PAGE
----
Black Americans on the Way to Sainthood: Henriette Delille

Henriette Delille, (1812-1862), founder of Sisters of the Presentation of the Blessed Virgin Mary“For the love of Jesus Christ, she had become the humble and devout servant of the slaves.”
By Josephine Dongbang

Henriette Delille was born in 1812 in New Orleans, Louisiana, to a loving Catholic family. While Henriette was born a free woman, she was descended from an enslaved African woman and white slave owner. Thus, following the tradition of the females in her family, she was groomed to form a monogamous relationship with wealthy white men under the plaçage system. She was trained in French literature, music, and dance, and expected to attend balls to meet men who would enter into such civil unions. Most of these agreements often ended up with the men later marrying white women in “official” marriages and/or abandoning their promises of support for the women and their mixed-race children. As a devout Catholic, Henriette opposed such system, believing it went against the Catholic sacrament of marriage.

In 1836, at just twenty-four years old, Henriette experienced a religious epiphany and declared her intention to live a holy life, especially in service of those of African descent, free or enslaved. She sold all of her belongings and used the proceeds to found an order of nuns called the Sisters of the Presentation of the Blessed Virgin Mary. They vowed to live piously and care for the community by helping the poor, nursing the sick, and educating children and adults, both free and enslaved. Their mission extended “to teach catechism to the poor and to prepare them for first Communion.” With the help of Henriette’s friends, Juliette Gaudin and Josephine Charles, the order continued to grow and in 1842, received formal recognition from the Holy See. They changed the name to the Sisters of the Holy Family and Henriette took the title of Mother in the order. Despite meager resources and disapproval from the ruling class, the Sisters persevered by their love for all people. They served as godmothers to many in the community, including slaves, they took in some elderly women with great needs, starting the first Catholic home for the elderly in America, and were instrumental in caring for the sick and dying during the yellow fever epidemic in 1853.

Mother Henriette died at the age of forty-nine in 1862, during the American Civil War. Those closest to her attributed her poor health and eventual death to years of hard work, poverty and a life of service. Her obituary ended with “for the love of Jesus Christ, she had become the humble and devout servant of the slaves.” The order had twelve members at the time of her death and the Sisters struggled in Mother Henriette’s absence, but by 1909, it grew to one hundred fifty members and by 1950, four hundred members. The order continues to serve the community today, operating free schools, nursing homes and retirement homes. In honor of Mother Henriette’s devotion to the community, the city of New Orleans named a street after her in 2011.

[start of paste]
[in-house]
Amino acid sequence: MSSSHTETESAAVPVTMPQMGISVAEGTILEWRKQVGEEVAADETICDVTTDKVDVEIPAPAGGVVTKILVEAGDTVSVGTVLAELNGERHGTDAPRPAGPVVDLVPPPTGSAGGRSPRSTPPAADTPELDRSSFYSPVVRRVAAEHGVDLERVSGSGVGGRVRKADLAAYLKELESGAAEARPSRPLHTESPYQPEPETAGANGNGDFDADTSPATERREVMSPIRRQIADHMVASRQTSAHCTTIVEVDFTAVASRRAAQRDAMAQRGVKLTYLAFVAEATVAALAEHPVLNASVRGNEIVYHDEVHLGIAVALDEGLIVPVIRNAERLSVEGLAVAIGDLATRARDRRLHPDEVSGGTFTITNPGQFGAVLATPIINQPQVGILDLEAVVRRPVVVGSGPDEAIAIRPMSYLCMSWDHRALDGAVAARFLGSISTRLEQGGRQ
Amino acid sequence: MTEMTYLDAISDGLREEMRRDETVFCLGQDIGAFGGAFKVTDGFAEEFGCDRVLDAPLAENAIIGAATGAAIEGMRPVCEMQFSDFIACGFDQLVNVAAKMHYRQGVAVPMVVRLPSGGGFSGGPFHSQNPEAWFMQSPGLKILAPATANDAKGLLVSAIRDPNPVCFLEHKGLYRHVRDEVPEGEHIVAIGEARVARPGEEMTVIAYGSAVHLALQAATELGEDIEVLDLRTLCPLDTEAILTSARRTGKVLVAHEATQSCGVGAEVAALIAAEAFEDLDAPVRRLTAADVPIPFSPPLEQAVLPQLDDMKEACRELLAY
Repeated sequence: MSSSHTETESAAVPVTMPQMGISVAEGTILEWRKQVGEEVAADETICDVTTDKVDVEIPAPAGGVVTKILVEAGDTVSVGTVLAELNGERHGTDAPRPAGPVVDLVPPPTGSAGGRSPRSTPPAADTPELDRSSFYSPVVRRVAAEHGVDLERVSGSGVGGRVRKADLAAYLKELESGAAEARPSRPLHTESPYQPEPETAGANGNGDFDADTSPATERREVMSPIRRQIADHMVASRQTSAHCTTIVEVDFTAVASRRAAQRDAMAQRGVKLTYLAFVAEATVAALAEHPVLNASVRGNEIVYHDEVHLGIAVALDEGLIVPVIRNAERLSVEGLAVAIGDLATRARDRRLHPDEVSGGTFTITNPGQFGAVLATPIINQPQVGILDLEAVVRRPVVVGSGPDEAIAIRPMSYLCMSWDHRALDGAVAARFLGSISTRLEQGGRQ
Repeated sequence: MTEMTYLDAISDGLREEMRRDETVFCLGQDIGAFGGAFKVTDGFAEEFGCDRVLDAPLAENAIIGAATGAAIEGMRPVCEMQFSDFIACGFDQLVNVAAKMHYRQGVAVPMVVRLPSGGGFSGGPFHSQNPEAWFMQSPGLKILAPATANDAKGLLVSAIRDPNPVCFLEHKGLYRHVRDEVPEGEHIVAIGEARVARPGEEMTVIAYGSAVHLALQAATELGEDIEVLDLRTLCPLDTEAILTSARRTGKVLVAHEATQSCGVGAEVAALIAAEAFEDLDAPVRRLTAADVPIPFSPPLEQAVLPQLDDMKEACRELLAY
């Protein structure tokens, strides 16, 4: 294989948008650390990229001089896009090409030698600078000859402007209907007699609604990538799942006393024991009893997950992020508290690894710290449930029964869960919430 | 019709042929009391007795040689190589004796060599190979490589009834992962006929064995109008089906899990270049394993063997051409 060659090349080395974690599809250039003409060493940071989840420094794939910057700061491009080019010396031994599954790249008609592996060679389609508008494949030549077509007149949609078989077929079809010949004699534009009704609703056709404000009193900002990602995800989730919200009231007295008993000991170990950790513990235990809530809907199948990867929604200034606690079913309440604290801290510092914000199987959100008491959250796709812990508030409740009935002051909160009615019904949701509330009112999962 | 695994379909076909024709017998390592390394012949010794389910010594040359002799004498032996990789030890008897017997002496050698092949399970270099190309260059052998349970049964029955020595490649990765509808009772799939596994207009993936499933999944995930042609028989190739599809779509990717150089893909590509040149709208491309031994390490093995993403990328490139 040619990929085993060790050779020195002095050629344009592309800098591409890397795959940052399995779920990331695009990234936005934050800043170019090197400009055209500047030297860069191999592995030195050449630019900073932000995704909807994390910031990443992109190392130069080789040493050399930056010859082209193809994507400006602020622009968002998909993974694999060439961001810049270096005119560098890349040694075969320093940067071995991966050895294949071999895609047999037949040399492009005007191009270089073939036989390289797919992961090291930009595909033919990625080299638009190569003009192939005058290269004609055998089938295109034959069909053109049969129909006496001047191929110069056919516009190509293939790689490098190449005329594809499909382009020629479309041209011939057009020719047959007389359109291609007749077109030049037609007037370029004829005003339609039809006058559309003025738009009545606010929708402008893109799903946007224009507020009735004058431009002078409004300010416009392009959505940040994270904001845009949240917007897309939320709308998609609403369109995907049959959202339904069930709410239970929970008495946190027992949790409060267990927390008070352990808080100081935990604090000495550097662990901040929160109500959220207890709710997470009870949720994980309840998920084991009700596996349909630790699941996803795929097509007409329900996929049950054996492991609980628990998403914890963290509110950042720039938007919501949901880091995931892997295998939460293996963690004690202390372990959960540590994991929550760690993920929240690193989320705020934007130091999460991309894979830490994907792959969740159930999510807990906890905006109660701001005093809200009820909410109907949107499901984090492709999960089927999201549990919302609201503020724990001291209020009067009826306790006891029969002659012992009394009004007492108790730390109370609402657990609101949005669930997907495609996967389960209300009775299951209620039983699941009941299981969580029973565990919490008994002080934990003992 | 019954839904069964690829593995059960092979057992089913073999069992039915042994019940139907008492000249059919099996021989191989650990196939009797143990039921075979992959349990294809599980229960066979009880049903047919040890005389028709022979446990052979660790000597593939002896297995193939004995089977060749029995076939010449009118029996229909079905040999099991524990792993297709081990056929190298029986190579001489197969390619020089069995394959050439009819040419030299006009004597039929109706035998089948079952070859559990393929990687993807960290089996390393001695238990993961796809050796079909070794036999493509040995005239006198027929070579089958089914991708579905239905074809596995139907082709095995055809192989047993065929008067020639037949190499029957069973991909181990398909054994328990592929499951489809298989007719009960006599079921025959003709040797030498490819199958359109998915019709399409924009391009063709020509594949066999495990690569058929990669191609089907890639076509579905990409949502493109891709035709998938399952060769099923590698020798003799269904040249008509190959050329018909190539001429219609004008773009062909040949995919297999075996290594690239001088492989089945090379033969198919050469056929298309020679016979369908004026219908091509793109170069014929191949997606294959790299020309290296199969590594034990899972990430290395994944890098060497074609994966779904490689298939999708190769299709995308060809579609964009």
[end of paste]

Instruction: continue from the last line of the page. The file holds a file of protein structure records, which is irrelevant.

The order brought the cause for Mother Henriette’s canonization to Blessed John Paul II in 1988 and she became “the first US native born African American whose cause for canonization has been officially opened by the Catholic Church”. The United States Catholic bishops unanimously endorsed her cause, the Church declared her “servant of God,” and Pope Benedict XVI named her Venerable in 2010. A potential miracle first underwent review in 2005, and by 2017, several other miracles claimed by her intercession have been undergoing medical scrutiny. Mother Henriette Delille lived a holy life of devotion and service by the words of her prayer: “I believe in God. I hope in God. I love. I want to live and die for God.”

Mother Henriette Delille “affirmed the God-given dignity of persons of African descent during the era of slavery.” We should be inspired by her perseverance and service, and honor her by continuing her mission to overcome racial division in our country and to share God’s love with all people.